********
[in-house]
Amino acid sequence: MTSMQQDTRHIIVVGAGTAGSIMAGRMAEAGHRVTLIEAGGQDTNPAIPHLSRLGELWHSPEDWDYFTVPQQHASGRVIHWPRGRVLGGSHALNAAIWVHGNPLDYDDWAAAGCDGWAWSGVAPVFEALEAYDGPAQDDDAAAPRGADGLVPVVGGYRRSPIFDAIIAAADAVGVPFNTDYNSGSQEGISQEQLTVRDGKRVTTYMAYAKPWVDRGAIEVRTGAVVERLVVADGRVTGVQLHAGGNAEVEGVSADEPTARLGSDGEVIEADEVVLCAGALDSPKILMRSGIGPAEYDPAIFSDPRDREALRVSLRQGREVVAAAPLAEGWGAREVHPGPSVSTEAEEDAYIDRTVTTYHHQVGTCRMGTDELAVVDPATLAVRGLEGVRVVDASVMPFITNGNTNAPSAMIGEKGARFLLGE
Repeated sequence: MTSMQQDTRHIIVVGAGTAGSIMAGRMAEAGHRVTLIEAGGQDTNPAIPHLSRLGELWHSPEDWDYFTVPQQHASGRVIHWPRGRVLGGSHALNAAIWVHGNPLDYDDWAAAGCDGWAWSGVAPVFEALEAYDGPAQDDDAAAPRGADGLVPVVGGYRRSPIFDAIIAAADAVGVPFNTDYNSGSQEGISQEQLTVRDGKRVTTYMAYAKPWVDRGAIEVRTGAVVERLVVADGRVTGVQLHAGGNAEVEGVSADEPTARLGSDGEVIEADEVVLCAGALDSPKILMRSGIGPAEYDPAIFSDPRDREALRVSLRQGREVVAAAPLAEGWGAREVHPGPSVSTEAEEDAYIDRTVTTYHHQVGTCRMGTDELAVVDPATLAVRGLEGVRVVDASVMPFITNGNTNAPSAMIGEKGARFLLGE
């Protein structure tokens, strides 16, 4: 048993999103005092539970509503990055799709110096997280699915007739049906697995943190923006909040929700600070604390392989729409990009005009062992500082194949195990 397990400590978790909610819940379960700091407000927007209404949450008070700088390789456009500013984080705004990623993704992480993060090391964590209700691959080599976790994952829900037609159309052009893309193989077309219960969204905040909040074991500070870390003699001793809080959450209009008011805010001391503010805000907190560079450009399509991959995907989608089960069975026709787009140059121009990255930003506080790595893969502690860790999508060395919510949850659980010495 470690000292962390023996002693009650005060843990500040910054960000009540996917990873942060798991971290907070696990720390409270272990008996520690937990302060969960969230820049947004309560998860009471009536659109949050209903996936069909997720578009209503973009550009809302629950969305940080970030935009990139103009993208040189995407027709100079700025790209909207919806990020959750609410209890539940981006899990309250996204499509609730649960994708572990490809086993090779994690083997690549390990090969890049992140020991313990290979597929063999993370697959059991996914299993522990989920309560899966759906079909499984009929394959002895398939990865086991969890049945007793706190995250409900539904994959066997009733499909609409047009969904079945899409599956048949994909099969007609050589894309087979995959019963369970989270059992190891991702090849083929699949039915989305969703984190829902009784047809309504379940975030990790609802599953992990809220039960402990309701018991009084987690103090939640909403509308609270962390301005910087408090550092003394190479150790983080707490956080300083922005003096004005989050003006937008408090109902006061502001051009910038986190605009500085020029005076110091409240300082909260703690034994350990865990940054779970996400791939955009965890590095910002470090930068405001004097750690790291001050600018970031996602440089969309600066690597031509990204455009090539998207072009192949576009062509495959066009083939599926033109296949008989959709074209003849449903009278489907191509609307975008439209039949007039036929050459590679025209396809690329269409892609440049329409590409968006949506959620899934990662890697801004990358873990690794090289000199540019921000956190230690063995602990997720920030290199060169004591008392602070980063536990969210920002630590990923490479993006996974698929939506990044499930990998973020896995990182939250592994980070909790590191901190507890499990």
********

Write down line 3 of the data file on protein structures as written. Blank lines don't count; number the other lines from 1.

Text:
Repeated sequence: MTSMQQDTRHIIVVGAGTAGSIMAGRMAEAGHRVTLIEAGGQDTNPAIPHLSRLGELWHSPEDWDYFTVPQQHASGRVIHWPRGRVLGGSHALNAAIWVHGNPLDYDDWAAAGCDGWAWSGVAPVFEALEAYDGPAQDDDAAAPRGADGLVPVVGGYRRSPIFDAIIAAADAVGVPFNTDYNSGSQEGISQEQLTVRDGKRVTTYMAYAKPWVDRGAIEVRTGAVVERLVVADGRVTGVQLHAGGNAEVEGVSADEPTARLGSDGEVIEADEVVLCAGALDSPKILMRSGIGPAEYDPAIFSDPRDREALRVSLRQGREVVAAAPLAEGWGAREVHPGPSVSTEAEEDAYIDRTVTTYHHQVGTCRMGTDELAVVDPATLAVRGLEGVRVVDASVMPFITNGNTNAPSAMIGEKGARFLLGE